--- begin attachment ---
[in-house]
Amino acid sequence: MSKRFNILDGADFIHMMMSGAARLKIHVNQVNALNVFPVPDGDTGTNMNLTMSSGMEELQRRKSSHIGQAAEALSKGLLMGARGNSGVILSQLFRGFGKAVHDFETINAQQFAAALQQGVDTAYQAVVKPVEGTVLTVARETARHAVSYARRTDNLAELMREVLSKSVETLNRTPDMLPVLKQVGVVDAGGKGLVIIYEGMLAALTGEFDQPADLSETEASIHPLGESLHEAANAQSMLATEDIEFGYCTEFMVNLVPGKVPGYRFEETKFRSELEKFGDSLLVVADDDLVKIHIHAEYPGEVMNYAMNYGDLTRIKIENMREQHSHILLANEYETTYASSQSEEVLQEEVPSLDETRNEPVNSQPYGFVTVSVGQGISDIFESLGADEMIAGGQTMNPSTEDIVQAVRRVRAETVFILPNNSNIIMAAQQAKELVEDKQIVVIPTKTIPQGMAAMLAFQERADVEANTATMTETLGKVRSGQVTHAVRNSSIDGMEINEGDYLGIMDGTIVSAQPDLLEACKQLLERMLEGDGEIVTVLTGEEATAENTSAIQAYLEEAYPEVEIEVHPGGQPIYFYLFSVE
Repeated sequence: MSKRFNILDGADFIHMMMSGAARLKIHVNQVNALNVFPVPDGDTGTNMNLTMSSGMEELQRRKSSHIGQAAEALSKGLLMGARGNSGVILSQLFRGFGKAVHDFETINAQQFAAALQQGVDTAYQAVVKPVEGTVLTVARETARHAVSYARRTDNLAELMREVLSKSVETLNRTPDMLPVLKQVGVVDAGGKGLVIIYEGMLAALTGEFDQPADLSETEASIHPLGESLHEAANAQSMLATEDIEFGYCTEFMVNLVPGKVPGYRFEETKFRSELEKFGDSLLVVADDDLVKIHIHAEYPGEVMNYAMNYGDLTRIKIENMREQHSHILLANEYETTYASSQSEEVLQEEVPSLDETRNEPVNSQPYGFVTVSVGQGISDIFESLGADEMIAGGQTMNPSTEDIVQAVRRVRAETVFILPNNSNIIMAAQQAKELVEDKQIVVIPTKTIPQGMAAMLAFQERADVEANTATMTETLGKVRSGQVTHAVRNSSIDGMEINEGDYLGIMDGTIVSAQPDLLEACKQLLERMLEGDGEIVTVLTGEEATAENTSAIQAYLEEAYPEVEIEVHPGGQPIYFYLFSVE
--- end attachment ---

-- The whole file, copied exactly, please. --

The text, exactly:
[in-house]
Amino acid sequence: MSKRFNILDGADFIHMMMSGAARLKIHVNQVNALNVFPVPDGDTGTNMNLTMSSGMEELQRRKSSHIGQAAEALSKGLLMGARGNSGVILSQLFRGFGKAVHDFETINAQQFAAALQQGVDTAYQAVVKPVEGTVLTVARETARHAVSYARRTDNLAELMREVLSKSVETLNRTPDMLPVLKQVGVVDAGGKGLVIIYEGMLAALTGEFDQPADLSETEASIHPLGESLHEAANAQSMLATEDIEFGYCTEFMVNLVPGKVPGYRFEETKFRSELEKFGDSLLVVADDDLVKIHIHAEYPGEVMNYAMNYGDLTRIKIENMREQHSHILLANEYETTYASSQSEEVLQEEVPSLDETRNEPVNSQPYGFVTVSVGQGISDIFESLGADEMIAGGQTMNPSTEDIVQAVRRVRAETVFILPNNSNIIMAAQQAKELVEDKQIVVIPTKTIPQGMAAMLAFQERADVEANTATMTETLGKVRSGQVTHAVRNSSIDGMEINEGDYLGIMDGTIVSAQPDLLEACKQLLERMLEGDGEIVTVLTGEEATAENTSAIQAYLEEAYPEVEIEVHPGGQPIYFYLFSVE
Repeated sequence: MSKRFNILDGADFIHMMMSGAARLKIHVNQVNALNVFPVPDGDTGTNMNLTMSSGMEELQRRKSSHIGQAAEALSKGLLMGARGNSGVILSQLFRGFGKAVHDFETINAQQFAAALQQGVDTAYQAVVKPVEGTVLTVARETARHAVSYARRTDNLAELMREVLSKSVETLNRTPDMLPVLKQVGVVDAGGKGLVIIYEGMLAALTGEFDQPADLSETEASIHPLGESLHEAANAQSMLATEDIEFGYCTEFMVNLVPGKVPGYRFEETKFRSELEKFGDSLLVVADDDLVKIHIHAEYPGEVMNYAMNYGDLTRIKIENMREQHSHILLANEYETTYASSQSEEVLQEEVPSLDETRNEPVNSQPYGFVTVSVGQGISDIFESLGADEMIAGGQTMNPSTEDIVQAVRRVRAETVFILPNNSNIIMAAQQAKELVEDKQIVVIPTKTIPQGMAAMLAFQERADVEANTATMTETLGKVRSGQVTHAVRNSSIDGMEINEGDYLGIMDGTIVSAQPDLLEACKQLLERMLEGDGEIVTVLTGEEATAENTSAIQAYLEEAYPEVEIEVHPGGQPIYFYLFSVE